International Journal of Terraspace Science and Engineering
Dragon-Kings, Black Swans and the Prediction of Crises
ETH Zurich Department of Management, Technology and Economics Kreuzplatz 5, CH-8032 Zurich, Switzerland
We develop the concept of “dragon-kings” corresponding to meaningful outliers, which are found to coexist with power laws in thedistributions of event sizes under a broad range of conditions in a large variety of systems. These dragon-kings reveal the existence of mechanisms of self-organization that are not apparent otherwise from the distribution of their smaller siblings. We present a generic phase diagram to explain the generation of dragon-kings and document their presence in six different examples (distribution of citysizes, distribution of acoustic emissions associated with material failure, distribution of velocity increments in hydrodynamicturbulence, distribution of financial drawdowns, distribution of the energies of epileptic seizures in humans and in model animals,distribution of the earthquake energies). We emphasize the importance of understanding dragon-kings as being often associated witha neighborhood of what can be called equivalently a phase transition, a bifurcation, a catastrophe (in the sense of René Thom), or atipping point. The presence of a phase transition is crucial to learn how to diagnose in advance the symptoms associated with acoming dragon-king. Several examples of predictions using the derived log-periodic power law method are discussed, includingmaterial failure predictions and the forecasts of the end of financial bubbles.
: outliers; kings; red dragons; extremes; crisis; catastrophes; bifurcations; power laws; prediction.
Systems with a large number of mutually interacting parts, often open to their environment, self-organizetheir internal structure and their dynamics with noveland sometimes surprising macroscopic (“emergent”) properties. The complex system approach, whichinvolves “seeing” inter-connections and relationships,i.e., the whole picture as well as the component parts,is nowadays pervasive in modern control of engineering devices and business management. It also plays an increasing role in most of the scientificdisciplines, including biology (biological networks,ecology, evolution, origin of life, immunology,neurobiology, molecular biology, etc), geology(plate-tectonics, earthquakes and volcanoes, erosionand landscapes, climate and weather, environment,etc.), economy and social sciences (includingcognition, distributed learning, interacting agents, etc.).There is a growing recognition that progress in mostof these disciplines, in many of the pressing issues for our future welfare as well as for the management of our everyday life, will need such a systemic complexsystem and multidisciplinary approach. This viewtends to replace the previous “analytical” approach,consisting of decomposing a system in components,such that the detailed understanding of each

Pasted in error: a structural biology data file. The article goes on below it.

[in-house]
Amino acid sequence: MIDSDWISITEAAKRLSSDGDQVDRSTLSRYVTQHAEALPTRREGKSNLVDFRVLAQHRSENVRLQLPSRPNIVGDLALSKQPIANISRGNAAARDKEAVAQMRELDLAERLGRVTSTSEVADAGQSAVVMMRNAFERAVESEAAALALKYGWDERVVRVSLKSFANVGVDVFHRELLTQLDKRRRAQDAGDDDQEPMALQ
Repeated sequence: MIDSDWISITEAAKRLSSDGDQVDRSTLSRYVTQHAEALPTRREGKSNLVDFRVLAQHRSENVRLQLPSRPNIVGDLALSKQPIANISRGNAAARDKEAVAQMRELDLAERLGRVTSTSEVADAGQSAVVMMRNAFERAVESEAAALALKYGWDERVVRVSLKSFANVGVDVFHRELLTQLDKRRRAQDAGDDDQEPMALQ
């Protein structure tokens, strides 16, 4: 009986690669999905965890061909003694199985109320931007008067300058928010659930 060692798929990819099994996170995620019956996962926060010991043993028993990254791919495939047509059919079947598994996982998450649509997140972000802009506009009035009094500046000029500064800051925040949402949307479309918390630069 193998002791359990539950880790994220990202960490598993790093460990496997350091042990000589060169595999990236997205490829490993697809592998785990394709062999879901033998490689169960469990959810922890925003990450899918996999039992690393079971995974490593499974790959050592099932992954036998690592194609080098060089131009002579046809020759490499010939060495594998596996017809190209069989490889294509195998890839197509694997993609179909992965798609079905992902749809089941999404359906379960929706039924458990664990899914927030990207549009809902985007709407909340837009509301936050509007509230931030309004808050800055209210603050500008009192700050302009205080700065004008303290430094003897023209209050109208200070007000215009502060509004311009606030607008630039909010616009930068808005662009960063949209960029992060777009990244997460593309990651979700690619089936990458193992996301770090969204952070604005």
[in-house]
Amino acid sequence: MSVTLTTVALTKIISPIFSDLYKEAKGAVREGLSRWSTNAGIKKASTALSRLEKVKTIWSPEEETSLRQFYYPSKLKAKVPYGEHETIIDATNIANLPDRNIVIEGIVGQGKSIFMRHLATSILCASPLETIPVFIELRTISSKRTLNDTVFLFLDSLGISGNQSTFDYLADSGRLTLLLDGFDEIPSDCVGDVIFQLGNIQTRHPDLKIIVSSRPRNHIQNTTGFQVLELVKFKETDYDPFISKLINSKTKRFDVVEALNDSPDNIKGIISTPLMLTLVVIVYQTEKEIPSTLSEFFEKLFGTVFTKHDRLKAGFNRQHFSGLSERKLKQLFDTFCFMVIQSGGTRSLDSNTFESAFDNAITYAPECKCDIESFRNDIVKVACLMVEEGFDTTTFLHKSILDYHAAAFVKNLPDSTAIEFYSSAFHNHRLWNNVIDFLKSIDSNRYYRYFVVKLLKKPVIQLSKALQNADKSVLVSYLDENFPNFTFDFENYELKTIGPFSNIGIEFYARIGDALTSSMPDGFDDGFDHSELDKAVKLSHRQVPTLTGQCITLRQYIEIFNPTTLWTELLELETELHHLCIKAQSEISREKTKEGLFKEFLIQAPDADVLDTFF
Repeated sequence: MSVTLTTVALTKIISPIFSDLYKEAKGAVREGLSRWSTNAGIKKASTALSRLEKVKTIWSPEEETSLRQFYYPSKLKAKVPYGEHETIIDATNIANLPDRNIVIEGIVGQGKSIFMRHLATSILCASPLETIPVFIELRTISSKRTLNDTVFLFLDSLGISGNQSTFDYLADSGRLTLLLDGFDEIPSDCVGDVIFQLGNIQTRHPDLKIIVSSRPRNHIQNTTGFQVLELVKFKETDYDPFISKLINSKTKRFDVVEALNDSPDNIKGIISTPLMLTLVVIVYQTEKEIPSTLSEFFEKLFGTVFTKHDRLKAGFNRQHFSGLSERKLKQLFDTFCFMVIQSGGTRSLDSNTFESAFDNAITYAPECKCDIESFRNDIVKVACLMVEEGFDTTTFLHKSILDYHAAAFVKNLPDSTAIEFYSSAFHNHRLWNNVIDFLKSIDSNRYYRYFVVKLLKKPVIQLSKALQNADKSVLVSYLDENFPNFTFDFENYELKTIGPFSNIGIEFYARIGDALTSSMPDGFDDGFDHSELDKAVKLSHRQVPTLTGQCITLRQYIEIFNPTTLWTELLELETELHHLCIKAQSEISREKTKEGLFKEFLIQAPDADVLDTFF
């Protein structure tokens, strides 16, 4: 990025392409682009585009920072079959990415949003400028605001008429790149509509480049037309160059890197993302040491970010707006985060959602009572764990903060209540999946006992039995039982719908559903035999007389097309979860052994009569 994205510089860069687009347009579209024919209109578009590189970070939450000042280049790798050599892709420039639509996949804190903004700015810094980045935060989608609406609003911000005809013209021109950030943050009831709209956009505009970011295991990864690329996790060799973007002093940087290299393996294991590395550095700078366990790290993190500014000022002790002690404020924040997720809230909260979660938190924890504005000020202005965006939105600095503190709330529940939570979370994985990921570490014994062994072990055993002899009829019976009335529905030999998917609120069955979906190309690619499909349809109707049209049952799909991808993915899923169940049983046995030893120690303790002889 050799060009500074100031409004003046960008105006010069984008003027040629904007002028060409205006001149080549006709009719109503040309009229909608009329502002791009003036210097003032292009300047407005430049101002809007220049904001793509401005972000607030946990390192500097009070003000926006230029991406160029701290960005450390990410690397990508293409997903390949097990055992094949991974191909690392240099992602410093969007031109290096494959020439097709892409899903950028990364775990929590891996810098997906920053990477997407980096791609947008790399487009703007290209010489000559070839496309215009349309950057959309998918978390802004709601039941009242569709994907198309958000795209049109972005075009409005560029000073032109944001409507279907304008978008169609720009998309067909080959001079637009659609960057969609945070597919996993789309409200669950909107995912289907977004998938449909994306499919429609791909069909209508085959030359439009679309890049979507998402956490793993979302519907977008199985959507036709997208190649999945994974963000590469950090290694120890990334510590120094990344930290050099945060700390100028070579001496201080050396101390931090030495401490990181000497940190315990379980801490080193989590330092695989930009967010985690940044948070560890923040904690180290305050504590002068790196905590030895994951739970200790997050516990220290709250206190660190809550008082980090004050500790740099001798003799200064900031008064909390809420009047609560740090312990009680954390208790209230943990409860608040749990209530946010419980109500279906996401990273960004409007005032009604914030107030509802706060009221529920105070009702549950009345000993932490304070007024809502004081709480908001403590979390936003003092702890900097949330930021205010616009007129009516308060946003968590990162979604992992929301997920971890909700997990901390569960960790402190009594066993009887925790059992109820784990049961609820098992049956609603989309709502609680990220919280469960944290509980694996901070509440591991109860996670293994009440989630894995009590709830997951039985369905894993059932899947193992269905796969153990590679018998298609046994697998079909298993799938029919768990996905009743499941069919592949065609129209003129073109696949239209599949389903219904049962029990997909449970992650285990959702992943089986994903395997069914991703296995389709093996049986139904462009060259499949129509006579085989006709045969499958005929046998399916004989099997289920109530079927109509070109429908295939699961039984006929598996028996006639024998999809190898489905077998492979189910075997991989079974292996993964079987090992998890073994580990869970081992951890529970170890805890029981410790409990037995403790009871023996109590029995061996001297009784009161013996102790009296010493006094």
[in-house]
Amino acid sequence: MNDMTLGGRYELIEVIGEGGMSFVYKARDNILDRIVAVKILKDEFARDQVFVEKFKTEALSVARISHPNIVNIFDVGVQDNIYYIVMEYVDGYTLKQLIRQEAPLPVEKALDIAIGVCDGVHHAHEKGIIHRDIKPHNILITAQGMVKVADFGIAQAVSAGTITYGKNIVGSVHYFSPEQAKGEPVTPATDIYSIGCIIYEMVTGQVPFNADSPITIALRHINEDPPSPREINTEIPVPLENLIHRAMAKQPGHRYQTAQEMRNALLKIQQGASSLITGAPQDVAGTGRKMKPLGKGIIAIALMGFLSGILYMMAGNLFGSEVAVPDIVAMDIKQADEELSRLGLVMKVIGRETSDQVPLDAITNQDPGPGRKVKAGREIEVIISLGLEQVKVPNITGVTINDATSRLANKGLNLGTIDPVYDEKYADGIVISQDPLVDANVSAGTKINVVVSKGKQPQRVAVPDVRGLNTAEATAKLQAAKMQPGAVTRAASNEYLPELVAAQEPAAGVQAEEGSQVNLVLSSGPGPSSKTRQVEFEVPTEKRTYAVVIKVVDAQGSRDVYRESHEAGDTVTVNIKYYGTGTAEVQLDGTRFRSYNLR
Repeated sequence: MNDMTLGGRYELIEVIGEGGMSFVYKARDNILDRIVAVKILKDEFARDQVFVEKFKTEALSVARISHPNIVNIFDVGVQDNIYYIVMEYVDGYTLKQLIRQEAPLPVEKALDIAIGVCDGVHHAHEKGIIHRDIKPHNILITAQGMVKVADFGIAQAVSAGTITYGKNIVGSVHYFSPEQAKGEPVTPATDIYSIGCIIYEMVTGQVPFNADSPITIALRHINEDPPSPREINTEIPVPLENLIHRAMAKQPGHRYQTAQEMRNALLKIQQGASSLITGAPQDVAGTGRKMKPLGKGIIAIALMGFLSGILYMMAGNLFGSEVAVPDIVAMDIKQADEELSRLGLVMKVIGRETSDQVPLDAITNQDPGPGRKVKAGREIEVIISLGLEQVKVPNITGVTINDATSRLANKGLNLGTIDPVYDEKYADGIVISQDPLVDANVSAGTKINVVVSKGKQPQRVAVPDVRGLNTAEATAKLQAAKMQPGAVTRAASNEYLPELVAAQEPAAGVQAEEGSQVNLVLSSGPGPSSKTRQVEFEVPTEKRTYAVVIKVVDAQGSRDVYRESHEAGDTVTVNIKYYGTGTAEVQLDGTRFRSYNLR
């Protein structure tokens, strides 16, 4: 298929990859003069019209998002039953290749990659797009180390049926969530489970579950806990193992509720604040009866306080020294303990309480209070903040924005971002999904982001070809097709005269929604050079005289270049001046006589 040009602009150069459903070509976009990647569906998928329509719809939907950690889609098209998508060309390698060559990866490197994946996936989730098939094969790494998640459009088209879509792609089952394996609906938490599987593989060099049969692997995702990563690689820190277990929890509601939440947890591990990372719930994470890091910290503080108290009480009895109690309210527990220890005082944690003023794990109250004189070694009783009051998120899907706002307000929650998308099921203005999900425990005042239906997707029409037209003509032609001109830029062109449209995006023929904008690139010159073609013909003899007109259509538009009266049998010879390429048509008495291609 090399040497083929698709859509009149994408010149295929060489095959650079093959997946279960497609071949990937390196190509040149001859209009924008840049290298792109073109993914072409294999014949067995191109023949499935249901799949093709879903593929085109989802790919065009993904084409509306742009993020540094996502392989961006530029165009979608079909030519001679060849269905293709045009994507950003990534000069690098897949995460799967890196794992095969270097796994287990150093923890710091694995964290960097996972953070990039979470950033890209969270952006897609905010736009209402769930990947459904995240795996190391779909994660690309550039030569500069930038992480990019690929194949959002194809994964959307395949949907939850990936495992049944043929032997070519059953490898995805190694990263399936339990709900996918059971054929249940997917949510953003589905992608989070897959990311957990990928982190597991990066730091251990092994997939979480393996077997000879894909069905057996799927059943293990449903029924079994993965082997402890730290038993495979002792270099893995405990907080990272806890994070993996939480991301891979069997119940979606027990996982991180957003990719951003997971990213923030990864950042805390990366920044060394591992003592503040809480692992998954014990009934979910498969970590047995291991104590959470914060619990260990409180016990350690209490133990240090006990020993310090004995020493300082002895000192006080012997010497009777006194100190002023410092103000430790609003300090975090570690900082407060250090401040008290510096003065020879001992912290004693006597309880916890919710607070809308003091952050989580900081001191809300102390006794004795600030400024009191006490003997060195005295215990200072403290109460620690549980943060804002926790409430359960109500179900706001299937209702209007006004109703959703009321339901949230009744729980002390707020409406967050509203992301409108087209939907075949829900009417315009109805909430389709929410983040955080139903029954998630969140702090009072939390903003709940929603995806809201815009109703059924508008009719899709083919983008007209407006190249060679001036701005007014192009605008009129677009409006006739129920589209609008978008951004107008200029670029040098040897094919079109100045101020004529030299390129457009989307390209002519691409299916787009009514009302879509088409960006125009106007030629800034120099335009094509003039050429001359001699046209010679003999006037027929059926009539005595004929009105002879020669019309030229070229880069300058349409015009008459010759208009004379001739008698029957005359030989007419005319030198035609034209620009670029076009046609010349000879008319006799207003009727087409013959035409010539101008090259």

*also at the Department of Physics and at the Department of EarthSciences, ETH Zurich E-mail address
component was believed to bring understanding in thefunctioning of the whole.One of the most remarkable emergent propertiesof natural and social sciences is that they are punctuated by rare large events, which often dominatetheir organization and lead to huge losses. Thisstatement is usually quantified by heavy-taileddistributions of event sizes. Here, we present evidencethat there is “life” beyond power laws: we introducethe concept of dragon-kings to refer to the existence of transient organization into extreme events that arestatistically and mechanistically different from the restof their smaller siblings. This realization opens theway for a systematic theory of predictability of catastrophes, which is outlined here and illustrated.Section 2 reviews the evidence for power lawdistributions in many natural and social systems.Section 3 presents the limits of this power lawdescription and documents the presence of dragon-kings in six different systems. Section 4develops the concept that dragon-kings exhibit adegree of predictability, because they are associatedwith mechanisms expressed differently than for theother events. Often, dragon-kings are associated withthe occurrence of
a phase transition, bifurcation,catastrophe, tipping point, whose emergent organization produces useful precursors. A variety of concreteexamples are described, especially on the application of the diagnostic of financial bubbles and the prediction of their demise. Section 5 concludes.